(mine is 17 cm square)

A
250g unsalted butter, room temperature
130g caster sugar (can be reduced to 70g)
14 egg yolks (from medium eggs, 60g each)
4 tbsp condensed milk
2 tsp vanilla extract or 1/2 tsp vanilla paste

B
130g caster sugar
7 egg white (from medium eggs, 60g each)
C
150g cake flour
40g Horlick
1 tsp baking powder

D
25g cocoa powder, preferably Dutch processed cocoa powder, preferably Valrhona
3 1/2 tbsp (50ml) hot water

Preheat the oven to 180°C (No fan forced) at grill mode. Line the bottom of a square pan with baking paper. Note: I lost the top film of my cake when I flipped it onto a baking paper. In the future, I will line the bottom of the pan with just one long strip of baking paper that over-hanging two sides of the pan and this will help me to remove the cake easier! Do not use too many pieces of baking paper to line the pan. The multiple layers of paper might form gaps in between layers of paper resulting for the first layer of batter to flow through and causes the bottom layer of cake to be too thin or even burnt.

For ingredients A:
Using an electric mixer, beat the butter and sugar until light and fluffy. Add the egg yolks one at a time, beat well to combine after each addition. Then, beat in condensed milk and vanilla until well combined.

For ingredients B:
Using another electric mixer or a cleaned electric mixer (absolutely clean with no grease or water), beat egg whites until foamy in a large mixing bowl. While continuing to beat, add sugar gradually in batches and beat until stiff peaks form.

For ingredients C:
Combine all ingredients C and sift into the yolk mixture. Fold into the mixture until combined.

Fold in a third of the egg white mixture into the yolk mixture and fold in gently. Repeat with the rest of the mixtures until all are well combined. Be sure not to deflate the egg white.

For ingredients D:
Combine all ingredients D to form a paste.

Divide the batter into half by weight. Fold in the chocolate mixture into one portion of the batter and leave the other one as the vanilla batter.

To bake the first layer, weigh out 120g vanilla batter. The first layer has to be slightly thicker than others as it requires extra batter to brown well on its bottom. Spread the batter on the lined pan and place baking tray on the top rack of the preheated oven and bake it for 10 mins or until nicely browned. 

To bake the second or subsequent chocolate layers, weigh out 80g chocolate batter. For thinner and uniform layers, you can press the cake gently when the before layer is done and spread the chocolate batter on it. For me, I prefer not to press the cake at this stage just in case I will disturb or destroy the beautiful browning layer of the cake. I will spread the next batch of batter on the unpressed layer and continue the baking. Bake at it for 7 mins on the top rack of the oven (with grill mode) or until firm. Do not over bake this layer as the chocolate ones tend to be drier than the non-chocolate ones.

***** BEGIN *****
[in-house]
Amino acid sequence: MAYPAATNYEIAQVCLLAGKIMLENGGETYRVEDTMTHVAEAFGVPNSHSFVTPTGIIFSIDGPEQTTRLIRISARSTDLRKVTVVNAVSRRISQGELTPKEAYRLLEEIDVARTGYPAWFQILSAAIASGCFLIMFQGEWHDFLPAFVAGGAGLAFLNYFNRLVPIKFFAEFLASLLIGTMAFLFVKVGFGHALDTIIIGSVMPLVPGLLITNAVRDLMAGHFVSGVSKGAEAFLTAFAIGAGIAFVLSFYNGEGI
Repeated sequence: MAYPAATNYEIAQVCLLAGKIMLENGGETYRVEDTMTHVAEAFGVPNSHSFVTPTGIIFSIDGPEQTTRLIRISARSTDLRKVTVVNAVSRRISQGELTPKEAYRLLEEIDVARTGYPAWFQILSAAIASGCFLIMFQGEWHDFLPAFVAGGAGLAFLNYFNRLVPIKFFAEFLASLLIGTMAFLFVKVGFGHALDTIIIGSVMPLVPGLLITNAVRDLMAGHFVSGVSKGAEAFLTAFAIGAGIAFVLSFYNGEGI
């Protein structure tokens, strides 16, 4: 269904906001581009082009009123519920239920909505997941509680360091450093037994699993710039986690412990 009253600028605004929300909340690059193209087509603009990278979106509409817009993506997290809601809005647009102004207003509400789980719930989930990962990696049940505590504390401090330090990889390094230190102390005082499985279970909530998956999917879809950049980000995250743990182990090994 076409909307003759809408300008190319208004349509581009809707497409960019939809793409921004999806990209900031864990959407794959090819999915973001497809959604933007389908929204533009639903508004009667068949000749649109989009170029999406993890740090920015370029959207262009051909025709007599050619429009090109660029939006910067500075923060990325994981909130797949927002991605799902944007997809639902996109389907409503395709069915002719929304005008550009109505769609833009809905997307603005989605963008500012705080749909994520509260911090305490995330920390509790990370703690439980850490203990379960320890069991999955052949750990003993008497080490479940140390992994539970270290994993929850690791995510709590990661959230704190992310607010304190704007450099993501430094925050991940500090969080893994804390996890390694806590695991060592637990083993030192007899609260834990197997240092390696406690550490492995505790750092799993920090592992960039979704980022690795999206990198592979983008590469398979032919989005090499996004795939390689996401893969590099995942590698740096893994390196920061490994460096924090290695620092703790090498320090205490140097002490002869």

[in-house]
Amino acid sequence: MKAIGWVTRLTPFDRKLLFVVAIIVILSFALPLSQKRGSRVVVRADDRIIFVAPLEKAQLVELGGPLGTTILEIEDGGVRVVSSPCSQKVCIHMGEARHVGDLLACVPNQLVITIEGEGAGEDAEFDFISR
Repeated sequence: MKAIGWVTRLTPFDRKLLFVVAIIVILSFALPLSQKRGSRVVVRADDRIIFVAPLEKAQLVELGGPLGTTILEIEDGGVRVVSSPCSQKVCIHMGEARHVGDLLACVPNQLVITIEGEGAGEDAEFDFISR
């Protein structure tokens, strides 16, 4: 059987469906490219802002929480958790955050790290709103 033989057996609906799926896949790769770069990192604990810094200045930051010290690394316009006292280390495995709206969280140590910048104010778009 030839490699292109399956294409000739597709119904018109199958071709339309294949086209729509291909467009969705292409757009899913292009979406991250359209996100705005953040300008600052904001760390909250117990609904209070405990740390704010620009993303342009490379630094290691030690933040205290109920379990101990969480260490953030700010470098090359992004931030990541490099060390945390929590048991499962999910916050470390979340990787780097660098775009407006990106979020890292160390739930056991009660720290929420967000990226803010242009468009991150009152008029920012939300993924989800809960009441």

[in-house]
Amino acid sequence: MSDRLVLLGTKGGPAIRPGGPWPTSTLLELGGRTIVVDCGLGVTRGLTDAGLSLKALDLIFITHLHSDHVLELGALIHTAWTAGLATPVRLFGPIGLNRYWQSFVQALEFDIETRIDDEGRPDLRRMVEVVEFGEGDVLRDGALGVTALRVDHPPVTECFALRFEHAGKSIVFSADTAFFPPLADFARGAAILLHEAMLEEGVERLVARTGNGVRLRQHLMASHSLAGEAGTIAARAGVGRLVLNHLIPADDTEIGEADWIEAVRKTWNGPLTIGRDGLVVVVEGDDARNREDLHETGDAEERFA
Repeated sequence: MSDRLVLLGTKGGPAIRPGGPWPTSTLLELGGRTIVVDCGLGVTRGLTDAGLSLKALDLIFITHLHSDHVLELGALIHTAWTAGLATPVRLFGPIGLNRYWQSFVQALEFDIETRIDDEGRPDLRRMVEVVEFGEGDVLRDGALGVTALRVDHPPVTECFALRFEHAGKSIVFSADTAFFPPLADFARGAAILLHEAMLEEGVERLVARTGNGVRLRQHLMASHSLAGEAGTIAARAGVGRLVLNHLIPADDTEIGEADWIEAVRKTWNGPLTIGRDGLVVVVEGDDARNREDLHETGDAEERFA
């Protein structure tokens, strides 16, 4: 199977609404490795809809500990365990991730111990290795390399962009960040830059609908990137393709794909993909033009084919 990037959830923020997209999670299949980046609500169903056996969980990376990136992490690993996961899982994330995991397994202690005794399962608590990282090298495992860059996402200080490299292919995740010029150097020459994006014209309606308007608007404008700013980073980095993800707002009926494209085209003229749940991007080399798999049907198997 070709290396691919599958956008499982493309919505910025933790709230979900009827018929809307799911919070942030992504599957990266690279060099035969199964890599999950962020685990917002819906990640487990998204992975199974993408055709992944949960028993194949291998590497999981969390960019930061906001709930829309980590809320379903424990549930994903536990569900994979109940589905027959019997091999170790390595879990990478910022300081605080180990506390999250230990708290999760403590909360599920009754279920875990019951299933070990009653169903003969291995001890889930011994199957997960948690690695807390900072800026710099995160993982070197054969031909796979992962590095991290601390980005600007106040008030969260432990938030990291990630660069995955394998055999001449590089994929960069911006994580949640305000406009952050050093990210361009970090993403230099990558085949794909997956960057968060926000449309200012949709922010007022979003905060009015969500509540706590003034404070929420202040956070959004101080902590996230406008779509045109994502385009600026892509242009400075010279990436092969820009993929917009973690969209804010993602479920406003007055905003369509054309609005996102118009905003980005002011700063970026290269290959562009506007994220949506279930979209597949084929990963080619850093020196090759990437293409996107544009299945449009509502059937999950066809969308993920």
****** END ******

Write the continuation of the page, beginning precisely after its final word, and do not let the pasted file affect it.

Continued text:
To bake the subsequent vanilla layers, weigh out 80g vanilla batter. Press the cake gently when the before layer is done and spread the vanilla batter on it. For me and like what I did for the previous layer, I prefer not to press the cake and spread the next batch of batter on the unpressed layer and continue the baking. Bake it for 9 mins on the top rack of the oven (with grill mode) or until nicely browned.

Repeat spreading and baking the chocolate and vanilla layers until the batter are completely used. 

For the last layer (the 12th and also the chocolate one), bake it for 5 mins on the top rack of the oven (with grill mode) or until slightly firm. Move the cake to the middle rack and switch the oven to 160°C fan forced or 180°C with top and bottom heat and bake for another 5 mins or until the top layer is firm and cooked.

Remove cake from the oven. Set aside for 10 mins to cool slightly. Transfer the cake to a wire rack and allow it to cool completely. Note: Cake can be crumbly when it is freshly baked. For a moister texture, place the cake in airtight container and allow it the rest for a day at room temperature.

To serve, trim off the sides and cut it into slices.

Happy Baking
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33 comments:

  1. I love love love layered cakes and I know they are very tedious to make.. Imagine layer by layer.. I love the original one that taste like spice but your Horlick and chocolate layered cake looks better and more delicious! I could finish the whole loaf rightaway!

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  2. The egg separator is so cute! And omg I love Horlicks! :D

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  3. This cake is stunning, I love how perfectly you have made each layer! They look exactly the same :D
    I am excited for Chinese New Year, hope the year of the Ram is excellent for you!

    Cheers
    Choc Chip Uru

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  4. i wannnnnn!!! i wannnn both the lapis and your kitchen gadgets!! both are too irresistible ahhhh

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  5. Oh my word Zoe! That is one amazing cake. I can't even imagine the amount of time and labor that went into baking it not to mention those ingredients!

    That yolk separator thing is such a hoot! I usually use my hands. That's how my grandson taught me to do it, lol...Did your little boy help you bake this incredible cake? I bet it tastes heavenly! You sure do have a lot of patience:) I know I would have given up after the first layers. (I would have had to get to the chocolate layer at least:)

    Thank you so much for sharing, Zoe. You did fantabulous!!!

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  6. Wow! this looks amazing! Love the styling...love to have it now!